Ben Carson ends his campaign for the Republican presidential nomination

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After hinting earlier in the week about his likely exit from the presidential race, retired neurosurgeon Ben Carson made it official Friday, telling a major gathering for political conservatives outside Washington that he is leaving the campaign trail.

“There’s a lot of people who love me, but just won’t vote for me,” he said to grass-roots activists at the Conservative Political Action Conference in National Harbor, Md.

Carson, who perched briefly near the top of the polls last fall thanks to voters drawn to his Christian faith and status as an outsider, failed to win any early Republican nominating contests and battled staff shake-ups within his campaign. He sat out Thursday night’s debate, a day after saying he did not see how he could win the nomination.


“I will still continue to be heavily involved in trying to save our nation,” Carson said Friday. “We have to save it.”

In the 10 months Carson traversed the country vying for the nomination, he raked in large sums of cash, but burned through the money almost as quickly as it was raised.

Debate performances in which Carson at times showed difficulty grasping foreign and domestic policy issues also harmed his candidacy.

His departure narrows the field of contenders to four, including front-runner Donald Trump, whose brash and blunt rhetoric has appealed to Republicans in early nominating states.

Trump now claims the title as the lone political newcomer in the field, running alongside Sens. Ted Cruz of Texas and Marco Rubio of Florida and Ohio Gov. John Kasich.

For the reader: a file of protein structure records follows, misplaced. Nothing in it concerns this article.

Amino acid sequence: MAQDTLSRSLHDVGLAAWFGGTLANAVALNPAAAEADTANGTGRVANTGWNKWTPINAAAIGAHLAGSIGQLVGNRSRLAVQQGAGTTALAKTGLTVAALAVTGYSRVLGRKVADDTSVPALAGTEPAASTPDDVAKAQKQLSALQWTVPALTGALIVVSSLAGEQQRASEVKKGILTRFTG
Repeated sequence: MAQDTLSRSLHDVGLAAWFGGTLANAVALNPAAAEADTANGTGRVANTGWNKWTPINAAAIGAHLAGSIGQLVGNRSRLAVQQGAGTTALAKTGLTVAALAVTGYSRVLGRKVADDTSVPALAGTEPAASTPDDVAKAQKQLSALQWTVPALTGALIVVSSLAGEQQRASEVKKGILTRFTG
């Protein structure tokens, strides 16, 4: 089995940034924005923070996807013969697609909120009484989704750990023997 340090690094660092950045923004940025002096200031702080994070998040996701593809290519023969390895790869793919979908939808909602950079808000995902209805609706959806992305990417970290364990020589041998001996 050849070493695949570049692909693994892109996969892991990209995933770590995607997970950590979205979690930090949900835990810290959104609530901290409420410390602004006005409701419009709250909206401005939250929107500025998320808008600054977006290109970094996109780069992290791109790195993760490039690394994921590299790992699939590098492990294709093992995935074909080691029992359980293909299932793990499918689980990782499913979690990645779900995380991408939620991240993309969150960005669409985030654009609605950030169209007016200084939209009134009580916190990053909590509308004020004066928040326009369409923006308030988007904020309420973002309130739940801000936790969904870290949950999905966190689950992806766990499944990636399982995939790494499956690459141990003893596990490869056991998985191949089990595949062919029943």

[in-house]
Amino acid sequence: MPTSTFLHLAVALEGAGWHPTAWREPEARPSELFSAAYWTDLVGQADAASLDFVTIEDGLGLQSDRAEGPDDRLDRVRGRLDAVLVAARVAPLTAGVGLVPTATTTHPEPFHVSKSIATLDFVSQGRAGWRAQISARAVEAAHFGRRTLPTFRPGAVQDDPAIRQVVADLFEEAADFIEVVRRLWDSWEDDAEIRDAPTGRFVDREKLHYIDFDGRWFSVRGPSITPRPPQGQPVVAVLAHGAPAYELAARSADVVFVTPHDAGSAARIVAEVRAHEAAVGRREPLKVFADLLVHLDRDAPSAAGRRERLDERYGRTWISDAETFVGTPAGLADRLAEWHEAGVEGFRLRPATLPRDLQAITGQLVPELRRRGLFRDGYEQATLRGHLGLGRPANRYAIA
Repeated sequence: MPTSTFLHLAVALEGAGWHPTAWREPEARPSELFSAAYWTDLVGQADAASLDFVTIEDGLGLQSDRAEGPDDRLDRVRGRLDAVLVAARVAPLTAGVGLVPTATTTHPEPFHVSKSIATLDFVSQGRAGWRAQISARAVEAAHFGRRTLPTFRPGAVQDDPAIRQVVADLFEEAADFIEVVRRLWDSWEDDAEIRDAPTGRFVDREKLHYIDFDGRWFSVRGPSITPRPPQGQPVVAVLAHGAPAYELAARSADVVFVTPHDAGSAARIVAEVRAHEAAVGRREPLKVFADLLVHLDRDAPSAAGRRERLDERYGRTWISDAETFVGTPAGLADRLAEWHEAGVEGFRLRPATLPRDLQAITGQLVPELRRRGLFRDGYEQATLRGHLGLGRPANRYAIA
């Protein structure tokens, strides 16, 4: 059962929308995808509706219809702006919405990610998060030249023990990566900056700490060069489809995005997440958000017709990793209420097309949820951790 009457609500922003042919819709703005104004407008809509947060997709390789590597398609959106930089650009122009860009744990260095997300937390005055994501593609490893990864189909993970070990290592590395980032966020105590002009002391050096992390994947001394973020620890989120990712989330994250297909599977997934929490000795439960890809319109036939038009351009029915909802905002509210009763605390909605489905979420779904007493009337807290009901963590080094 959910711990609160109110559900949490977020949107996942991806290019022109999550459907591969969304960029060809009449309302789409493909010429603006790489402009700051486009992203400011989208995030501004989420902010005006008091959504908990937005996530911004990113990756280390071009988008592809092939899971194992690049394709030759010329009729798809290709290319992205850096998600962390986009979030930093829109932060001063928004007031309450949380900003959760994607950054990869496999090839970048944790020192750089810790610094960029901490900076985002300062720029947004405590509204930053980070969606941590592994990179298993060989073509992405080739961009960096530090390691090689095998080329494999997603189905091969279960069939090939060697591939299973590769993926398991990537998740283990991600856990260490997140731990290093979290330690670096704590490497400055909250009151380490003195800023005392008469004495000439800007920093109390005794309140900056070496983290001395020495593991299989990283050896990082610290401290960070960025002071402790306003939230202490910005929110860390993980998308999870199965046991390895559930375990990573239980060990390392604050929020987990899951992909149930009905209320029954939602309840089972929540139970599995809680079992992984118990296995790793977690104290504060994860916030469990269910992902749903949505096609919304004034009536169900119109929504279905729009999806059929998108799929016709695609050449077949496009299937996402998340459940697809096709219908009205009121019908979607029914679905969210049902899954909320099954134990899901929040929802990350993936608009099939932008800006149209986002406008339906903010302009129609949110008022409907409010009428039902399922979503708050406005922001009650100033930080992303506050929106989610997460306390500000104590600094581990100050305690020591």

Cruz has persistently called on others to exit the race, saying he’s the only candidate who can beat Trump head-to-head, noting his victories in four states. And as the primary heads to winner-take-all contests in Ohio and Florida on March 15, Kasich and Rubio are faced with must-wins in their home states. Losses to Trump would seriously impair their candidacies.


“This idea of the field clearing and Republicans rallying around a single candidate to take on Trump isn’t going to happen,” said Stuart Stevens, a senior advisor in 2012 to Mitt Romney. “[Trump’s] on the way to the nomination. These guys should have taken him on months ago and failed to do so.”

It was three years ago when Carson, who is retired from his position as director of pediatric neurosurgery at Johns Hopkins Hospital, entered the political world. At the 2013 National Prayer Breakfast, he gained plaudits from conservatives for castigating President Obama’s healthcare law while the president sat listening.

But Carson’s comments since, including calling Obamacare the “worst thing that has happened in this nation since slavery,” drew criticism from Democrats and Republicans alike.

Carson says he will serve as national chairman of My Faith Votes, a nonpartisan group focused on boosting turnout among conservative Christians.

“The bottom line is, we the people — we are the one who will be making the decisions,” he said. “But in order to do that we must become active.”